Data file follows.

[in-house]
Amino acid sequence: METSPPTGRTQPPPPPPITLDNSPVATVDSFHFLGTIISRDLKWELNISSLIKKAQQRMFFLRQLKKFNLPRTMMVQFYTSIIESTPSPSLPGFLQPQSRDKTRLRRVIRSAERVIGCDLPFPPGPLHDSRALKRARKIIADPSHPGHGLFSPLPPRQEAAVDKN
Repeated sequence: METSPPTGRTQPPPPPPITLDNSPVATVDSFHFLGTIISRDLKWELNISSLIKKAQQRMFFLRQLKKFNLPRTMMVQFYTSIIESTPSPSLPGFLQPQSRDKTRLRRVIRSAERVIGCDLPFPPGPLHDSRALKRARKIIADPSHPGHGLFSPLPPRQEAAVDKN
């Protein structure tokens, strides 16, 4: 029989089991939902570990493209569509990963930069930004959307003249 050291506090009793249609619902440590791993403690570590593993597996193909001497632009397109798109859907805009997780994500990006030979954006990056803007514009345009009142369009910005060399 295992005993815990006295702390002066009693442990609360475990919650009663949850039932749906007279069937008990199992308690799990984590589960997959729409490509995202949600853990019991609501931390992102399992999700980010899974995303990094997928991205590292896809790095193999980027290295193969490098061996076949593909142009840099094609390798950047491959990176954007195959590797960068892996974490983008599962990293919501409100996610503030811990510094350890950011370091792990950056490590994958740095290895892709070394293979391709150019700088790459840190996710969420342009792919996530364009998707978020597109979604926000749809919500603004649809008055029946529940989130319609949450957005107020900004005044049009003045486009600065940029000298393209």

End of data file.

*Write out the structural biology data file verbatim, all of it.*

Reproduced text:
[in-house]
Amino acid sequence: METSPPTGRTQPPPPPPITLDNSPVATVDSFHFLGTIISRDLKWELNISSLIKKAQQRMFFLRQLKKFNLPRTMMVQFYTSIIESTPSPSLPGFLQPQSRDKTRLRRVIRSAERVIGCDLPFPPGPLHDSRALKRARKIIADPSHPGHGLFSPLPPRQEAAVDKN
Repeated sequence: METSPPTGRTQPPPPPPITLDNSPVATVDSFHFLGTIISRDLKWELNISSLIKKAQQRMFFLRQLKKFNLPRTMMVQFYTSIIESTPSPSLPGFLQPQSRDKTRLRRVIRSAERVIGCDLPFPPGPLHDSRALKRARKIIADPSHPGHGLFSPLPPRQEAAVDKN
């Protein structure tokens, strides 16, 4: 029989089991939902570990493209569509990963930069930004959307003249 050291506090009793249609619902440590791993403690570590593993597996193909001497632009397109798109859907805009997780994500990006030979954006990056803007514009345009009142369009910005060399 295992005993815990006295702390002066009693442990609360475990919650009663949850039932749906007279069937008990199992308690799990984590589960997959729409490509995202949600853990019991609501931390992102399992999700980010899974995303990094997928991205590292896809790095193999980027290295193969490098061996076949593909142009840099094609390798950047491959990176954007195959590797960068892996974490983008599962990293919501409100996610503030811990510094350890950011370091792990950056490590994958740095290895892709070394293979391709150019700088790459840190996710969420342009792919996530364009998707978020597109979604926000749809919500603004649809008055029946529940989130319609949450957005107020900004005044049009003045486009600065940029000298393209």